Sept. 23 --The Environmental Protection Agency won't require existing power plants to install systems to capture carbon dioxide when it proposes emissions guidelines for the sector in June 2014, EPA Administrator Gina McCarthy said.
The revised proposed standards issued Sept. 20 for new fossil fuel-fired power plants would require new coal-fired plants to be built with carbon capture and storage systems.
However, McCarthy said at a Christian Science Monitor forum Sept. 23 that carbon capture isn't practical for existing power plants.
“It's really safe to say, if you read the [proposed] rule, that CCS is really effective as a tool to reduce emissions when it's designed with the facility itself,” McCarthy said. “It's not seen at least at this stage as an add-on that could be used to put on an existing conventional coal facility. In those applications, it doesn't seem that it's appropriate at this stage.”
Instead, the EPA will look at each state's energy mix as it proposes emissions guidelines for existing power plants that will be administered by state regulators. For existing power plants, McCarthy said the EPA will take a “common-sense approach to looking at not just the facilities but how they fit into this larger energy picture and allow states to do the plans that will be meaningful to them.”
EPA announced its proposed new source performance standards for carbon dioxide from new fossil fuel-fired power plants Sept. 20. The proposal would set a performance standard of 1,000 pounds of carbon dioxide per megawatt-hour for new gas units and 1,100 pounds per megawatt-hour for smaller gas plants and new coal plants. New coal plants would have the options of averaging their emissions over a seven-year period if they agreed to meet a more stringent standard in a range between 1,000 pounds per megawatt-hour and 1,050 pounds per megawatt-hour .
The power plant rules are the centerpiece of President Barack Obama's climate change plan. He has ordered EPA to propose emissions limits for existing power plants by June 2014.
Although McCarthy said the EPA won't require carbon capture systems for existing plants, she defended the agency's proposal to require them for new coal-fired units. Although no commercial-scale power plant currently operates a carbon capture system, she said the individual components of capturing, transporting and storing carbon dioxide have been effectively demonstrated over several decades.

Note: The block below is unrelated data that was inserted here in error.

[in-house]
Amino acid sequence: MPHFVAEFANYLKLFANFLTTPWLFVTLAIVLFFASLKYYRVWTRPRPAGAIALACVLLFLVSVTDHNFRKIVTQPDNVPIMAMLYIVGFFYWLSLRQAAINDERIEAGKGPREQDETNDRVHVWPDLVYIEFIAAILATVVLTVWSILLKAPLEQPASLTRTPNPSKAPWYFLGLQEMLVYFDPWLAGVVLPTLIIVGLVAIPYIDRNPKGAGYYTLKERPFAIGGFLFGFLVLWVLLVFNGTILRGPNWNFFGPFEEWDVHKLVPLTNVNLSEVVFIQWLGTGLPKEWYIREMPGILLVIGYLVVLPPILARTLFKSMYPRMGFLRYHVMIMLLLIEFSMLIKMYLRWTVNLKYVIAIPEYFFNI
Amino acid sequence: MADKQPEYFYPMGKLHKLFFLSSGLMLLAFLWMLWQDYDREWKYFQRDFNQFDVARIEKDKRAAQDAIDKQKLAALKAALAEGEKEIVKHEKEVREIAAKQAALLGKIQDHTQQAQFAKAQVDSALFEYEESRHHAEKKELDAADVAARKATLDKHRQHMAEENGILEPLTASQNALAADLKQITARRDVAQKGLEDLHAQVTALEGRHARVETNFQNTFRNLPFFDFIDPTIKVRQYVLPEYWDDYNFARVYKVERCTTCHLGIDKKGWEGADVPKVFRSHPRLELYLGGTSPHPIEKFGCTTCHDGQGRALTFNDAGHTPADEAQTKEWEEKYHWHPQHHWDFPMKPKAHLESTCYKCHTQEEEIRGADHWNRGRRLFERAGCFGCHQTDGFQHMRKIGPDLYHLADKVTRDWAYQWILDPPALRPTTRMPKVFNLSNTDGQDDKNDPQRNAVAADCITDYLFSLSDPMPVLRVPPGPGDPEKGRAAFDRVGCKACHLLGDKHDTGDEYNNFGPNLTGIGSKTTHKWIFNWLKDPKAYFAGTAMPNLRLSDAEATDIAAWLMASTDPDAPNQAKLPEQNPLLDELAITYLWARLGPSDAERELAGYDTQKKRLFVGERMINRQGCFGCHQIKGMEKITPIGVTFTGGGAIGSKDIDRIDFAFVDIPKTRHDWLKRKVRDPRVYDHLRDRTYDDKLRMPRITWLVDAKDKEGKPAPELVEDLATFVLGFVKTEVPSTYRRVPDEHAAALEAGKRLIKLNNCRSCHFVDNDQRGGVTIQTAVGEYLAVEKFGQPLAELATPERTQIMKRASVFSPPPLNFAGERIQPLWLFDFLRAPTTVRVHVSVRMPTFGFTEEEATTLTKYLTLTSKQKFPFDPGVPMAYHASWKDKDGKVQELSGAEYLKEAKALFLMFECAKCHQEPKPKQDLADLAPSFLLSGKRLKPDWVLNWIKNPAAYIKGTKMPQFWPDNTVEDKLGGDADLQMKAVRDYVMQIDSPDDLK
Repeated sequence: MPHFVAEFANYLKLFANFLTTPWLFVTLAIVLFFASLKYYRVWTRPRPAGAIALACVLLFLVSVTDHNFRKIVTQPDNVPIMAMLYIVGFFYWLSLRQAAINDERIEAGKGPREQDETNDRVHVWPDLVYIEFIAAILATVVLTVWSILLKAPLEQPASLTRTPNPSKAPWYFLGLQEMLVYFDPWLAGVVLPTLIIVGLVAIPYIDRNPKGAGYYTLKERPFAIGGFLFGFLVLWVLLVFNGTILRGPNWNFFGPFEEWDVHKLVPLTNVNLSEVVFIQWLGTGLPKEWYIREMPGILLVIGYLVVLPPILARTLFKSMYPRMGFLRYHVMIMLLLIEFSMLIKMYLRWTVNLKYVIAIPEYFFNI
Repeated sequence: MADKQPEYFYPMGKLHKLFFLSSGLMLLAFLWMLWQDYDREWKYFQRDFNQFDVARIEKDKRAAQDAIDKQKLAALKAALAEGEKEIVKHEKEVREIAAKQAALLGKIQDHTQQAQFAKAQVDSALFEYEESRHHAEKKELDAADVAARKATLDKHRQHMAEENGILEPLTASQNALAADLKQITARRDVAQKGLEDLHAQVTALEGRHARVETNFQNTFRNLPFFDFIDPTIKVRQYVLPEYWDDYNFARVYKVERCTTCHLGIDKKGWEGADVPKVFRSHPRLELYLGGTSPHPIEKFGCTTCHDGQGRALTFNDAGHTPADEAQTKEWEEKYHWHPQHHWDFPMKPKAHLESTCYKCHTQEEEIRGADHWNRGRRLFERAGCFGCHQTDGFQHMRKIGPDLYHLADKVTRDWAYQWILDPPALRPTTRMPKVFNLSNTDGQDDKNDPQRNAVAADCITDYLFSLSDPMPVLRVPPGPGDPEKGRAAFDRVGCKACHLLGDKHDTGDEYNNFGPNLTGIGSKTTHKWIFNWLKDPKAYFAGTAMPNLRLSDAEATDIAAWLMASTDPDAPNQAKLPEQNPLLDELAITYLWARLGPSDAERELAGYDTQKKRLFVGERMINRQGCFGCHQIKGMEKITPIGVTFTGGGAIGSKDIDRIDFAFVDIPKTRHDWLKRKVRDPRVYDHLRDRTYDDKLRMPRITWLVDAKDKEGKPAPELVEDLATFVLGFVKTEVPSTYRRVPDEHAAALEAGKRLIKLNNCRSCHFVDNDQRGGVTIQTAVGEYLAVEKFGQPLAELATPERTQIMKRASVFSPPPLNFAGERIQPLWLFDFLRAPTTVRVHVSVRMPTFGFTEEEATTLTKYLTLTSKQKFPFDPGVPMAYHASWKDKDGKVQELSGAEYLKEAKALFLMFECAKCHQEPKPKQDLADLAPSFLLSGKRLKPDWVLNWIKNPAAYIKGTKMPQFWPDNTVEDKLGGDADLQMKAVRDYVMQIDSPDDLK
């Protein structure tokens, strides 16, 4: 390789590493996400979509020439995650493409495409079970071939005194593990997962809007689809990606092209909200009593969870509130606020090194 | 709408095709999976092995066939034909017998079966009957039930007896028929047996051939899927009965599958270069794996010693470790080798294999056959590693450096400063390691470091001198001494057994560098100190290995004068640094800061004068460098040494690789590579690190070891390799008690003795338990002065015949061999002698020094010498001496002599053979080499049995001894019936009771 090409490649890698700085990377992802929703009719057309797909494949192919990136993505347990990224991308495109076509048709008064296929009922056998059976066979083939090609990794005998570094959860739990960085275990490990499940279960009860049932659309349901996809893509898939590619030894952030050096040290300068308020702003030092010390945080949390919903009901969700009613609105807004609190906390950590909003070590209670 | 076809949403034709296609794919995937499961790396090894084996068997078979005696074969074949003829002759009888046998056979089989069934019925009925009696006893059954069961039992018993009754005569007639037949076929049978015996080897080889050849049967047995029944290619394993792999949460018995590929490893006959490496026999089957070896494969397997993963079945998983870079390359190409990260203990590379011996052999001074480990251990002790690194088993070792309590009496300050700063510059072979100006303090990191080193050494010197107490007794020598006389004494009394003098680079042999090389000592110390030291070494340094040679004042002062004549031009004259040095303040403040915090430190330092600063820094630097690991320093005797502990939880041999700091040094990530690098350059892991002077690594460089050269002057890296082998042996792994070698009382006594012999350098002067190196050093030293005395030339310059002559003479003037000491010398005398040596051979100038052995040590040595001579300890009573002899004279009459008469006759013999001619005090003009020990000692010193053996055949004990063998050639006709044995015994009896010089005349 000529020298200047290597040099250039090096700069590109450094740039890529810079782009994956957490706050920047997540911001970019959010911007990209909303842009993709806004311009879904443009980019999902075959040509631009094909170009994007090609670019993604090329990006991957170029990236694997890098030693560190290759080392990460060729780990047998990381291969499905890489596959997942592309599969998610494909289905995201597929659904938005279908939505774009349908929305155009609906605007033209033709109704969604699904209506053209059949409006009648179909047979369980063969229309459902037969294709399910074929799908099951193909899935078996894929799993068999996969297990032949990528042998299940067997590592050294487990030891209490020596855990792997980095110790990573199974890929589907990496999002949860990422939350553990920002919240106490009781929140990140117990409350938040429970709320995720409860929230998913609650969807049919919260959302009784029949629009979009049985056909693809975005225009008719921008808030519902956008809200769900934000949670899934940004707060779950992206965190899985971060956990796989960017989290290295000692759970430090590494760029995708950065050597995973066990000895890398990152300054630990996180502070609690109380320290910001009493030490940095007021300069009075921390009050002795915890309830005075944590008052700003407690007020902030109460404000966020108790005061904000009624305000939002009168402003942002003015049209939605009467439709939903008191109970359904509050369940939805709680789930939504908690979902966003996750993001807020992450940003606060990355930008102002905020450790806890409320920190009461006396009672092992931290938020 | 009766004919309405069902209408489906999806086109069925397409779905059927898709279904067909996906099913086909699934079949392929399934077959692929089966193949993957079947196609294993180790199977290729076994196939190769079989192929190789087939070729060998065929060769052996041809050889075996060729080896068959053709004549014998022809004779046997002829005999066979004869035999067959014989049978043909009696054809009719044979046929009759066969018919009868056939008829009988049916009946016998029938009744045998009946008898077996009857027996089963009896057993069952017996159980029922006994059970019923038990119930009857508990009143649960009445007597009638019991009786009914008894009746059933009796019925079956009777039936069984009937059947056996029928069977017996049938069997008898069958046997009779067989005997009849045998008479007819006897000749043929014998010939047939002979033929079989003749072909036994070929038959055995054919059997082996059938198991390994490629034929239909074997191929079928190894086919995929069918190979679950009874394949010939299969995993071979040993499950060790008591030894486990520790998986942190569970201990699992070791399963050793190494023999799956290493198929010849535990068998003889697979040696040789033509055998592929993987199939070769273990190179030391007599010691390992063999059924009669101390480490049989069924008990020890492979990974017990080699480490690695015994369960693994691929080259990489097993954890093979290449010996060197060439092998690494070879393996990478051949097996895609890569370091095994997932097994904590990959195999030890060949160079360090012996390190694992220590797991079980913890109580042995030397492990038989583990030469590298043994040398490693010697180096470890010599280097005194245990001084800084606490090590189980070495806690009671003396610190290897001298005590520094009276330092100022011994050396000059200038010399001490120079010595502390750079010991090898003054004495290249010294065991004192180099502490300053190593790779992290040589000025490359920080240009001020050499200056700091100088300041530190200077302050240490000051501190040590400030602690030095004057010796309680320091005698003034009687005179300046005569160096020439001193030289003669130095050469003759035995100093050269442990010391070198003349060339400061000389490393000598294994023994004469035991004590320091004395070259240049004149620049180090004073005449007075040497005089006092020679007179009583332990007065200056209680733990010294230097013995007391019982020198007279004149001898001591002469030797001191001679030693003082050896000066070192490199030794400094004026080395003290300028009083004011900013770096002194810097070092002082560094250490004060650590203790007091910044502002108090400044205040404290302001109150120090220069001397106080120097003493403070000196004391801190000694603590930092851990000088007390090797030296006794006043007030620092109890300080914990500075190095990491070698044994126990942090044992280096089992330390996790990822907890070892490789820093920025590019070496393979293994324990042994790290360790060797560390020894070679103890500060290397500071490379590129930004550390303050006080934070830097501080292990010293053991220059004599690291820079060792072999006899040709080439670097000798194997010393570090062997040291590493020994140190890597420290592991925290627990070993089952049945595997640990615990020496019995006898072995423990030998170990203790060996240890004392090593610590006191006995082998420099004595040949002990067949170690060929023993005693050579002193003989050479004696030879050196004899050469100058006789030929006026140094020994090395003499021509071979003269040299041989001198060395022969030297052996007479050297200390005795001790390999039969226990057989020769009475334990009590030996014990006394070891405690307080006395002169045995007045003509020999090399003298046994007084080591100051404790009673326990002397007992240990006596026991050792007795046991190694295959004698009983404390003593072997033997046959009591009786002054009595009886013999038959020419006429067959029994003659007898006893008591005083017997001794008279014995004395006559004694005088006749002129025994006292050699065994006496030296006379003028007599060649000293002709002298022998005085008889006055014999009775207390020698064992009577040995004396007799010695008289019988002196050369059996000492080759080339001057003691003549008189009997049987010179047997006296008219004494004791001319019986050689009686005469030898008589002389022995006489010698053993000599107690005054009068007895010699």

“CCS is feasible, and it's available,” McCarthy said. “We're not suggesting that it does not add cost to coal compared to conventional coal. But if you're looking at coal being a viable fuel for the future over the next decade when we believe that climate change must be addressed internationally, it does create a path forward.”
In its Sept. 20 proposed rule, EPA cited four power plants currently being built or near construction that will include carbon capture systems. However, attorneys for the power industry raised concerns that the EPA was requiring a technology that has not yet been deployed at commercial scale .
McCarthy said she understand the concerns being raised by the power sector, but she said the EPA's proposal is intended to provide a regulatory framework that will allow new coal-fired power plants to be built as greenhouse gas regulations advance.
“We'll keep working with the coal industry,” McCarthy said. “I understand that there are those that are questioning this, but I ask that they take a look at that technology and take a look at who's moving those technologies forward and take a look at the lack of investment in coal for over the past years and how this just may be an answer to how to keep a positive mix for the existing facilities but how we can get a more certain path forward.”
Several leading Republicans, including Senate Minority Leader Mitch McConnell (Ky.) and House Majority Leader Eric Cantor (Va.), have also expressed concerns about the proposed rule. Republicans said they would consider blocking the performance standards using the Congressional Review Act once the EPA finalizes the rule .
To contact the reporter on this story: Andrew Childers in Washington at firstname.lastname@example.org
To contact the editor responsible for this story: John Sullivan in Washington at email@example.com
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